Jay Leno will lead the 3D printer revolution

Jay Leno will lead the 3D printer revolution via Fabbaloo.

12 thoughts on “Jay Leno will lead the 3D printer revolution

  1. Jay says:

    This ain’t new,we learn 3D printing at college here in quebec and the scanner thing?

    Aguy came about 4 month ago to show us what his company(all made in quebec) made. a hand held scanner the size of a big hair dryer than can do the exact same thing,but no need of a pivot thing to turn the piece around since it’s handheld and know everysingle second where exatly he is from the part your scanning.This advantage mean you can scan objects of unlimited size,insides of stuff,even human body and they are doing this already to make replacement limbs,so I think this is outdated and has been quite beaten up by people here.

    and for info,your part isn’t complicated,I could easily machine it to a ten of a thousand inch and make it shine like a mirror while 3D printer got tollerance approaching a thousand of an inch.


  2. Andy C says:

    I would guess that most people who watch Jay Leno’s Garage aren’t the typical techie that already knows about this. Also, Leno is actually using the machines, not just demoing them.

    And while you may be able to machine this to .0001 inch tolerance, how long would it take? This setup can scan it, print a test piece, then make the real piece (although the 3D printer may have a .001 inch tolerance, the scanner and the cnc machine are what really matters, the 3D printer is just printing a test piece in this case). Then the real piece can be tested, and many more can be produced. If you’re only making one, and you know you can do it right the first time, making it yourself may be faster, but if you need more than one, or might not make it just right the first time, then this process is much more foolproof. Also, if the part is a bad design and keeps breaking (like every 10000 miles, so not too often, but often enough that you need a decent supply) it is much easier to just have the CNC machine make another one when it breaks again.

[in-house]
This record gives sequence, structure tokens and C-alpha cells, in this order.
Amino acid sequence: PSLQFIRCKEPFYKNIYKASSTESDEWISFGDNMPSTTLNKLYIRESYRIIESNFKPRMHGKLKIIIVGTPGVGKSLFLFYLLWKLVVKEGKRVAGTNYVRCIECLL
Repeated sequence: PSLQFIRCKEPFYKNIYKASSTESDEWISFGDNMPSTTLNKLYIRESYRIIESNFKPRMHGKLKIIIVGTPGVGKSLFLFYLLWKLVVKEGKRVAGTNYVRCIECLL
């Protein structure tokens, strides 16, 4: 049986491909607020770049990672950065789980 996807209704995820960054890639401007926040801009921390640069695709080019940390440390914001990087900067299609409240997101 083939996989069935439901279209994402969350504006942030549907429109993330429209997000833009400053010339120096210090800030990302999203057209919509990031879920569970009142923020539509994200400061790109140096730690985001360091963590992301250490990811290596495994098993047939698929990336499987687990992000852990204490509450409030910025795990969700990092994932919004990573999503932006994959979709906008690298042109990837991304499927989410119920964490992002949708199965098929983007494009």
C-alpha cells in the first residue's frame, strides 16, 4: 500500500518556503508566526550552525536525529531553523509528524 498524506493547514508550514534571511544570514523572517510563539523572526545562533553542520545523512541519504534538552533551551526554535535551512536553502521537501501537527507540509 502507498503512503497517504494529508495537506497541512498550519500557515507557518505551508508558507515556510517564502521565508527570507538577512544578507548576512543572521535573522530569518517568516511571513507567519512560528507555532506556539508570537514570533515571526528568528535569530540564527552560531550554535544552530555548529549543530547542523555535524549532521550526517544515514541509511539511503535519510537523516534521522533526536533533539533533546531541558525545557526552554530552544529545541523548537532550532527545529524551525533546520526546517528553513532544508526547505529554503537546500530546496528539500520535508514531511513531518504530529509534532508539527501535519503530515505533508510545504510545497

3. Andy from Workshopshed.com says:

    Jay mentioned that you could make a casting pattern using this machine which is a pretty cool thing to do. However, you would need to scale up the model in the computer to make the pattern larger than the origional. This is because the cast metal shrinks as it’s cooled.

  4. ihatej says:

    One might be thoroughly amazed that a machine can copy a 3 d verson of something comprised of moving parts such as an automobile transmission, but if what you want is a resulting product made from something other than this ‘printable plastic’, then you’ll still need to build cast moulds, etc. to build it. I wonder if other types of plastic can be used to mould, say delrin or nylon?

  5. Anonymous says:

    isn’t http://www.shapeways.com/ using this technology?

  6. Daniel says:

    There are a number of projects and even commersial machines that can output metal objects from 3D drawings.
    This is a some Swedish projects:

    http://www.arcam.com/ (uses electron beams and metal powder like a plastic printer)

    RMS – Robotised Laser Metal-wire Deposition
    http://www.ptc.hv.se/extra/pod/?id=1067&module_instance=1&action=pod_show (uses fiber coupled lasers melting metal wire)

    Cool to see all the innovation in this field!

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